“Technology cannot take the place of a well-trained driver,” said Todd Spencer, executive vice president of OOIDA. “If the big trucking corporations were honestly interested in promoting safety, they would be petitioning for a requirement for comprehensive training for all new truck drivers.”
Graves rejected the notion that the speed limiter proposal was motivated by a desire to make points with the politicians that ultimately must consider ATA’s legislative agenda. “This initiative is motivated by the desire to slow trucks down.”
The next step will be for FMCSA and NHTSA to publish the petitions of ATA and/or Road Safe America in the Federal Register for public comment. There is no deadline for the agencies to do so.
– Avery Vise
Congress votes tighter CDL rules for immigrants
Before adjourning several weeks before the mid-term elections, Congress passed legislation (H.R. 4954) aimed at tightening port security, including provisions aimed at tightening the rules governing illegal residents working as truck drivers, as well as drivers that operate at ports.
The compromise version of H.R. 4954 includes the amendment proposed by Sens. Mark Pryor (D-Ark.) and Jim Talent (R-Mo.) requiring the Department of Transportation in cooperation with the Department of Homeland Security to issue regulations to implement recommendations of the DOT Office of Inspector General regarding verification of legal status and prevention of fraud in the commercial driver’s license program. The inspector general had recommended that FMCSA require all CDL applicants to demonstrate that they are either a U.S. citizen, a permanent legal resident or otherwise legally present in the United States.
The Pryor-Talent language, which has been modified to give DOT an additional six months to implement its provisions, also requires DOT in cooperation with DHS to draft guidelines to improve compliance with federal immigration and customs laws in crossborder operations and to establish a system or process by which a carrier’s operating authority can be verified during a roadside inspection.
Another trucking-related provision requires threat assessment screening, including name-based checks against terrorist watch lists and immigration status check, for all port truck drivers who have access to secure areas of a port and who have a CDL but do not have a current and valid hazardous materials endorsement. The assessment would be the same as the one the Coast Guard has ordered for port facility employees and longshoremen.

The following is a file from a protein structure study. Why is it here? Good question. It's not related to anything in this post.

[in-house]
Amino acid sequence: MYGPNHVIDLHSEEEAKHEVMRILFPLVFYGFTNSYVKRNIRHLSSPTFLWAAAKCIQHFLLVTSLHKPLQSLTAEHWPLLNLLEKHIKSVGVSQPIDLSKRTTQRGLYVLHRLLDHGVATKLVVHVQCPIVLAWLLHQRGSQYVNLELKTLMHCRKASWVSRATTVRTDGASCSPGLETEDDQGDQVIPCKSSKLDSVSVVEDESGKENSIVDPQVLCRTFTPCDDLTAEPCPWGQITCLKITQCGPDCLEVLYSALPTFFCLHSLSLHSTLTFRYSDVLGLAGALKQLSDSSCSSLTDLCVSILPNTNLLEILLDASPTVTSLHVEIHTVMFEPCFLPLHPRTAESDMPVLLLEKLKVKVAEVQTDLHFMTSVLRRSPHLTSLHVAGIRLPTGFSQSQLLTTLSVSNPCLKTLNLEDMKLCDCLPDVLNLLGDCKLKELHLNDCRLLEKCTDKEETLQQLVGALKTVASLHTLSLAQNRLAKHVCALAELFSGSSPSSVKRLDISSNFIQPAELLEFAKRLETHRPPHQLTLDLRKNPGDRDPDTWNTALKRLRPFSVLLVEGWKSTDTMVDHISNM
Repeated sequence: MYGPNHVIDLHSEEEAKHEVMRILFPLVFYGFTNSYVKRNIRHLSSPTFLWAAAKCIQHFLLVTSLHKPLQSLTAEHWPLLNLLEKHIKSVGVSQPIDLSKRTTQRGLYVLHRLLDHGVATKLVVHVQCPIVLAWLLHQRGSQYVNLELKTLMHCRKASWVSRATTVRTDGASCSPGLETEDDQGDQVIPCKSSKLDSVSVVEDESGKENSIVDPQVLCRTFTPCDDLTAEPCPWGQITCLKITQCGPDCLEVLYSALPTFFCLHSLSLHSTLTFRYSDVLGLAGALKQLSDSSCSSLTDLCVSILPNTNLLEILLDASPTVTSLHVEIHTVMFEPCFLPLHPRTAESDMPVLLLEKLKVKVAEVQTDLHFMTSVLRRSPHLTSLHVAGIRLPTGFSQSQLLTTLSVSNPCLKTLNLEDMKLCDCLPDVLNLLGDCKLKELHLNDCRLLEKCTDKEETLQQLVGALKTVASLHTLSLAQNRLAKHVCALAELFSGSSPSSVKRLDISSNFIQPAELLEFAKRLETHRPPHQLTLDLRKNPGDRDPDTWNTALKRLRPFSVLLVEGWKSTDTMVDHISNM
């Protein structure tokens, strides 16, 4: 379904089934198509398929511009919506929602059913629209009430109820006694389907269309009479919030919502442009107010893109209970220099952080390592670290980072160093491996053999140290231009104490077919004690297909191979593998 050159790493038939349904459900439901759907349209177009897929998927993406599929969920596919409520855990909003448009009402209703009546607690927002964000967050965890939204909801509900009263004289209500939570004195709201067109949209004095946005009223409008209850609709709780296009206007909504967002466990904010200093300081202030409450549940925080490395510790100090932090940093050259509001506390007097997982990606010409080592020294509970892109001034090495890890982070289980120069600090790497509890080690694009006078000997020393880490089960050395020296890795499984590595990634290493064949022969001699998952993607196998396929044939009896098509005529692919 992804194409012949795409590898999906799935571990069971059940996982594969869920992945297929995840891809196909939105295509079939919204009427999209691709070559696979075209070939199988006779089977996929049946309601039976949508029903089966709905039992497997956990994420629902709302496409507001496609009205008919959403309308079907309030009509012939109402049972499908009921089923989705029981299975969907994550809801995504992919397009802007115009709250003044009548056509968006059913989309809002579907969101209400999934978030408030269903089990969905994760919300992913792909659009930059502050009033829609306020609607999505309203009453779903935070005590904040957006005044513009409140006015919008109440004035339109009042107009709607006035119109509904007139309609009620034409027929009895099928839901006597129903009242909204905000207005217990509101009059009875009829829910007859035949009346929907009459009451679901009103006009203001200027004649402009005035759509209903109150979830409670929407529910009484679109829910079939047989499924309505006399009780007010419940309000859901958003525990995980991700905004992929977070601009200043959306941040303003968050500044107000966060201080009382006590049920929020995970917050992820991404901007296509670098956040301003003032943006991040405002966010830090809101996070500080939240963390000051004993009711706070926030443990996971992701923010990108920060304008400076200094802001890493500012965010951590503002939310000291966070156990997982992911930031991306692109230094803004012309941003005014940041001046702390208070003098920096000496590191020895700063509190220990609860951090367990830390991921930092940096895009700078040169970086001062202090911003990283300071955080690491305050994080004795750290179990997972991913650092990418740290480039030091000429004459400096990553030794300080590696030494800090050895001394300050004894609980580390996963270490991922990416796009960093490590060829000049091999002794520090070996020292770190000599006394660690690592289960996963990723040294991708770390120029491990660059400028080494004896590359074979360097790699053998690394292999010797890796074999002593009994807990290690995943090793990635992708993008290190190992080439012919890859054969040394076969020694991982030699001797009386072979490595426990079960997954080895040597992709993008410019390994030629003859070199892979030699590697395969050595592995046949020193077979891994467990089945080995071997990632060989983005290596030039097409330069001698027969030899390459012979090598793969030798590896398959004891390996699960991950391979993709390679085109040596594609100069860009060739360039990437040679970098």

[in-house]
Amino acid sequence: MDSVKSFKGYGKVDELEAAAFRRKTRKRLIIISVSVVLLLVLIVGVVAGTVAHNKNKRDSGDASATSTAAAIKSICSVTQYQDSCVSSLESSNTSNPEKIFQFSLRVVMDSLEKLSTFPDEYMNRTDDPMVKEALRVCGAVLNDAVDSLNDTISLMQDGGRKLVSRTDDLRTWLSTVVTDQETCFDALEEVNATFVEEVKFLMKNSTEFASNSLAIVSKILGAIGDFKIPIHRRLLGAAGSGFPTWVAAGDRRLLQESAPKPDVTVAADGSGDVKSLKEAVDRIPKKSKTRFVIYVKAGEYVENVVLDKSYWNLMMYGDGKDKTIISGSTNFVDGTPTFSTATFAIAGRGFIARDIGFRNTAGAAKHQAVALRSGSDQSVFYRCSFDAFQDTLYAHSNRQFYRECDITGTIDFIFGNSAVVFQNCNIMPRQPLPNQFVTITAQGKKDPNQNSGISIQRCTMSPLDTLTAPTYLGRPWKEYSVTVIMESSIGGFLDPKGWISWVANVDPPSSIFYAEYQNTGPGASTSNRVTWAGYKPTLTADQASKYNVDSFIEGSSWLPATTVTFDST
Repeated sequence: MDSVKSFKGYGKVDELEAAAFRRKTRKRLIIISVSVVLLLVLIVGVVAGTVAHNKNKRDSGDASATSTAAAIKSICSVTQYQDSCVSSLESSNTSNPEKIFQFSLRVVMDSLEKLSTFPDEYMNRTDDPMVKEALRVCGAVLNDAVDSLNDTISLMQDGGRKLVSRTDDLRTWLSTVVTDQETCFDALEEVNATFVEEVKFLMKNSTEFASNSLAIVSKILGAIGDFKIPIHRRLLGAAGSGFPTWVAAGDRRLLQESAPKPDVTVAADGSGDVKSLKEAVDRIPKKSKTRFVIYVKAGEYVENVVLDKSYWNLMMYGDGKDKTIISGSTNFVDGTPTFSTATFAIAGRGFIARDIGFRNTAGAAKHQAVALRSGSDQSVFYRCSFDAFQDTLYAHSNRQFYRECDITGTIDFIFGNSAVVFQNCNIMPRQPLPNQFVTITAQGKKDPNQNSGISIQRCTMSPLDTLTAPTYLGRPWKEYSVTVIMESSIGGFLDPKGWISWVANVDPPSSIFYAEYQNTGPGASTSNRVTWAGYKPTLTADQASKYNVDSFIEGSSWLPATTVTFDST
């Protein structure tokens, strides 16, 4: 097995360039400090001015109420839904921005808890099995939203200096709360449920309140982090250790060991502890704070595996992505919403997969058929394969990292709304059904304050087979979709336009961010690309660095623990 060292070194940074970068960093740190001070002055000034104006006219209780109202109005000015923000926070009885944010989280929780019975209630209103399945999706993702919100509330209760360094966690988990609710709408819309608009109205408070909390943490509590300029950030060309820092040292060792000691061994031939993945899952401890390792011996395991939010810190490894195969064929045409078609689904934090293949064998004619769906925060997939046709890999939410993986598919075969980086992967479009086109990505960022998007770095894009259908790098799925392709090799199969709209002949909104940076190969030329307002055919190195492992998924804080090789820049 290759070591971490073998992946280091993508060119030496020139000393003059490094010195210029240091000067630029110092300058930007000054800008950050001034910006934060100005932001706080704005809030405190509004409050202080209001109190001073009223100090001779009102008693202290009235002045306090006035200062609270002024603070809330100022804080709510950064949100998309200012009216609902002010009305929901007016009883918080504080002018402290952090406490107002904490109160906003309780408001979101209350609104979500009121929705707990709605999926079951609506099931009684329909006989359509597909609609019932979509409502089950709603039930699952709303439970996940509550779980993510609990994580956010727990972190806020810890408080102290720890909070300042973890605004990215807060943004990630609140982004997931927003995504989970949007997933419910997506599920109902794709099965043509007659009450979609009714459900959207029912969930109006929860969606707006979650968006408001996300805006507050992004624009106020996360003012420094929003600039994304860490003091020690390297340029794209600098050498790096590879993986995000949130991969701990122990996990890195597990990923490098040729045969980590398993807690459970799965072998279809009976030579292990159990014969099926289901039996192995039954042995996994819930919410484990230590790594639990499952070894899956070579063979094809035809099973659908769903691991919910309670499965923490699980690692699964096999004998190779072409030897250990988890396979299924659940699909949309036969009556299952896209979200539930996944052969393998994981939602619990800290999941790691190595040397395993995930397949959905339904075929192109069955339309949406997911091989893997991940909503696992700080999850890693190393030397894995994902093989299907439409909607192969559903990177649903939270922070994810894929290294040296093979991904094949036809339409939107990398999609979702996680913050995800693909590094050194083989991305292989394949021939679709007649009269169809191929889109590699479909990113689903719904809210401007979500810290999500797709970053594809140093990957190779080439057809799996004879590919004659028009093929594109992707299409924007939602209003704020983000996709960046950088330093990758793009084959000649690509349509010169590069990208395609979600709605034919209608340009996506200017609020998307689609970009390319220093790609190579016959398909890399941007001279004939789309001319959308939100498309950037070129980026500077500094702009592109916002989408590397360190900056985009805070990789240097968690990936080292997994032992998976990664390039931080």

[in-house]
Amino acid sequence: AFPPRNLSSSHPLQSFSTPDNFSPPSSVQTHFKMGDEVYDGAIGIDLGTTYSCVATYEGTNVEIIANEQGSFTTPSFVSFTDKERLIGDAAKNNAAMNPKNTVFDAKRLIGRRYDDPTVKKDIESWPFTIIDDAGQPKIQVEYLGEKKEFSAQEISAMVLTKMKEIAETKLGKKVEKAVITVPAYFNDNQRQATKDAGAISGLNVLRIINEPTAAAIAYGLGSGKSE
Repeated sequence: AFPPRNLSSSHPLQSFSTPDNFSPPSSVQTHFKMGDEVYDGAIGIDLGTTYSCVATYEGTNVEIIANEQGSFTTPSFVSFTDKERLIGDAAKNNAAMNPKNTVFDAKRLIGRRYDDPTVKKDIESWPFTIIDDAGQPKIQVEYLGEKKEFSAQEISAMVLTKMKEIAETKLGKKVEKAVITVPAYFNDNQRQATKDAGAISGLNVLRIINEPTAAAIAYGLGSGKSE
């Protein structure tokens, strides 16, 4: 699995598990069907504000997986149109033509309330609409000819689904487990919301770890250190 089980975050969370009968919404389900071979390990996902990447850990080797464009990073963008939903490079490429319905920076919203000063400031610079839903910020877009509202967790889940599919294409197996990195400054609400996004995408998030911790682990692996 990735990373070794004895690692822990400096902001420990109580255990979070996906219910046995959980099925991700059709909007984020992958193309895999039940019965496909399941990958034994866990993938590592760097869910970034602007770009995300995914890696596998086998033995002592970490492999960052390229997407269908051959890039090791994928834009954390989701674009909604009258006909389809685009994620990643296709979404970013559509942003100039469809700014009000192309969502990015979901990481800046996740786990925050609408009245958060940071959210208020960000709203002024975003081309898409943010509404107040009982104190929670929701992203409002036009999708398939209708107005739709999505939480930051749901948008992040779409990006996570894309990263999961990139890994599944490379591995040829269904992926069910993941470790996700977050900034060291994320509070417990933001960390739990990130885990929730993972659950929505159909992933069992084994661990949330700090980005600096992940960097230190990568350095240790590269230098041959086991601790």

The Senate bill included several other trucking-related provisions that were not adopted in the final version of the bill (see Journal, CCJ, October 2006).
Supporting docs rule held for training
Although the White House gave its approval in mid-September, a new rule governing supporting documents that motor carriers must use to verify drivers’ logs wasn’t expected to be issued until early November, Federal Motor Carrier Safety Administrator John Hill said Oct. 20.
“I am holding it because I want to be sure our field staff is fully trained so it will be applied accurately and uniformly,” Hill said in comments to journalists in Washington, D.C.
The White House Office of Management and Budget completed its review of the final rule on Sept. 14. A delay of more than a month-and-a-half is unusual; federal regulations typically are issued and published in the Federal Register within a few days of OMB approval.
Several other regulatory proposals remain under OMB review, including a proposal related to electronic onboard recorders for hours-of-service compliance. Others relate to intermodal equipment, medical certification as part of the commercial driver’s license, new entrant safety and brokers of household goods.